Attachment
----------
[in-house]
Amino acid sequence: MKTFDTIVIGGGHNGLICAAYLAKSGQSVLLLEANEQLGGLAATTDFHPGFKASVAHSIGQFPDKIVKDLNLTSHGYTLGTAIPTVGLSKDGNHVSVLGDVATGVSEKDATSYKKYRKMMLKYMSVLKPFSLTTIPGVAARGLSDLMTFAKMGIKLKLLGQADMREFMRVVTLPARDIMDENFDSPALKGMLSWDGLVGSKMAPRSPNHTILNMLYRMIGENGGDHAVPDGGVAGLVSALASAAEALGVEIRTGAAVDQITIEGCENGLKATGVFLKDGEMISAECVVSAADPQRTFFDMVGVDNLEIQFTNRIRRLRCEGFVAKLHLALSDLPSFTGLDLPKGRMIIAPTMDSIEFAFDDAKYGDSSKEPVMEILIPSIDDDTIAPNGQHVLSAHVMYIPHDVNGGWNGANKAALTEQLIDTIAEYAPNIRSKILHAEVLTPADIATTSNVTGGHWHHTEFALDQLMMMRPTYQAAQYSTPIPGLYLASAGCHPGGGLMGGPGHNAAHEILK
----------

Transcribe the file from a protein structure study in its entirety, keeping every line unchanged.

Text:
[in-house]
Amino acid sequence: MKTFDTIVIGGGHNGLICAAYLAKSGQSVLLLEANEQLGGLAATTDFHPGFKASVAHSIGQFPDKIVKDLNLTSHGYTLGTAIPTVGLSKDGNHVSVLGDVATGVSEKDATSYKKYRKMMLKYMSVLKPFSLTTIPGVAARGLSDLMTFAKMGIKLKLLGQADMREFMRVVTLPARDIMDENFDSPALKGMLSWDGLVGSKMAPRSPNHTILNMLYRMIGENGGDHAVPDGGVAGLVSALASAAEALGVEIRTGAAVDQITIEGCENGLKATGVFLKDGEMISAECVVSAADPQRTFFDMVGVDNLEIQFTNRIRRLRCEGFVAKLHLALSDLPSFTGLDLPKGRMIIAPTMDSIEFAFDDAKYGDSSKEPVMEILIPSIDDDTIAPNGQHVLSAHVMYIPHDVNGGWNGANKAALTEQLIDTIAEYAPNIRSKILHAEVLTPADIATTSNVTGGHWHHTEFALDQLMMMRPTYQAAQYSTPIPGLYLASAGCHPGGGLMGGPGHNAAHEILK